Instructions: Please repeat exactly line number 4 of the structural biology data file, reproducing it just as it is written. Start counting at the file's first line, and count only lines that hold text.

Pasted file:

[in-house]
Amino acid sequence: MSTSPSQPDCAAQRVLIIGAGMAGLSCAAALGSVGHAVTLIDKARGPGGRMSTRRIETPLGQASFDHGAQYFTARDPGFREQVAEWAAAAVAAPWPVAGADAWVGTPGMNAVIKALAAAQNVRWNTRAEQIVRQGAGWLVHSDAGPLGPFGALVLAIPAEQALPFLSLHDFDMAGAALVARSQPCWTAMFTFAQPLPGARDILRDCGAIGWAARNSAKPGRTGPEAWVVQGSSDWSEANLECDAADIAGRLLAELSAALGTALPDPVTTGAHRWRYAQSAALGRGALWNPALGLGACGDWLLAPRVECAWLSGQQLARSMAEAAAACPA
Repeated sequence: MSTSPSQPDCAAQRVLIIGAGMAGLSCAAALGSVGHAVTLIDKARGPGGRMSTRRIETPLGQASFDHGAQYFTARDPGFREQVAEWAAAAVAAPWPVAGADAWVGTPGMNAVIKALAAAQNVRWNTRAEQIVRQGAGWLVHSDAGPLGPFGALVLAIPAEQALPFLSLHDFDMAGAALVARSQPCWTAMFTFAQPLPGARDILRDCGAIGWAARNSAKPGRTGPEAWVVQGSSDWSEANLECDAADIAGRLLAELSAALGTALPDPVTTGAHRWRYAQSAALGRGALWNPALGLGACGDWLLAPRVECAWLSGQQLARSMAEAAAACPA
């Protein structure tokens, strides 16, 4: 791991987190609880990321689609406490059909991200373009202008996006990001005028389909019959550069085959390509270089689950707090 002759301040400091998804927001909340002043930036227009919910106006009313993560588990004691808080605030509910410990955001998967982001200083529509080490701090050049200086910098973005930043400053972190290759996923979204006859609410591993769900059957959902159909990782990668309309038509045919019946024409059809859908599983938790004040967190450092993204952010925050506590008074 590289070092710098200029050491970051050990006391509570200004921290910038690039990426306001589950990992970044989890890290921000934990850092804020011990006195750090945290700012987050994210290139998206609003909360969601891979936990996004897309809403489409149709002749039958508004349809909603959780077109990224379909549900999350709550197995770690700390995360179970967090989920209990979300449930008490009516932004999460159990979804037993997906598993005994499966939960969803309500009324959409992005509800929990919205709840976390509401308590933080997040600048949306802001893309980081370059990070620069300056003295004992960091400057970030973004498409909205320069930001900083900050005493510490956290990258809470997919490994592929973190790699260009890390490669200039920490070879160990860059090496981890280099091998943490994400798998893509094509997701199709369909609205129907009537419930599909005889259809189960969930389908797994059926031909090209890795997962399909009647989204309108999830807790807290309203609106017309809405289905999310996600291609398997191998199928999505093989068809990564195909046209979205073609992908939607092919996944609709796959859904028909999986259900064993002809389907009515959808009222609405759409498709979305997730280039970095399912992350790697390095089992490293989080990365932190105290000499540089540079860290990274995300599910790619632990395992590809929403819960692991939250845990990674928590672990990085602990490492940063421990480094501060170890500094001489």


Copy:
């Protein structure tokens, strides 16, 4: 791991987190609880990321689609406490059909991200373009202008996006990001005028389909019959550069085959390509270089689950707090 002759301040400091998804927001909340002043930036227009919910106006009313993560588990004691808080605030509910410990955001998967982001200083529509080490701090050049200086910098973005930043400053972190290759996923979204006859609410591993769900059957959902159909990782990668309309038509045919019946024409059809859908599983938790004040967190450092993204952010925050506590008074 590289070092710098200029050491970051050990006391509570200004921290910038690039990426306001589950990992970044989890890290921000934990850092804020011990006195750090945290700012987050994210290139998206609003909360969601891979936990996004897309809403489409149709002749039958508004349809909603959780077109990224379909549900999350709550197995770690700390995360179970967090989920209990979300449930008490009516932004999460159990979804037993997906598993005994499966939960969803309500009324959409992005509800929990919205709840976390509401308590933080997040600048949306802001893309980081370059990070620069300056003295004992960091400057970030973004498409909205320069930001900083900050005493510490956290990258809470997919490994592929973190790699260009890390490669200039920490070879160990860059090496981890280099091998943490994400798998893509094509997701199709369909609205129907009537419930599909005889259809189960969930389908797994059926031909090209890795997962399909009647989204309108999830807790807290309203609106017309809405289905999310996600291609398997191998199928999505093989068809990564195909046209979205073609992908939607092919996944609709796959859904028909999986259900064993002809389907009515959808009222609405759409498709979305997730280039970095399912992350790697390095089992490293989080990365932190105290000499540089540079860290990274995300599910790619632990395992590809929403819960692991939250845990990674928590672990990085602990490492940063421990480094501060170890500094001489």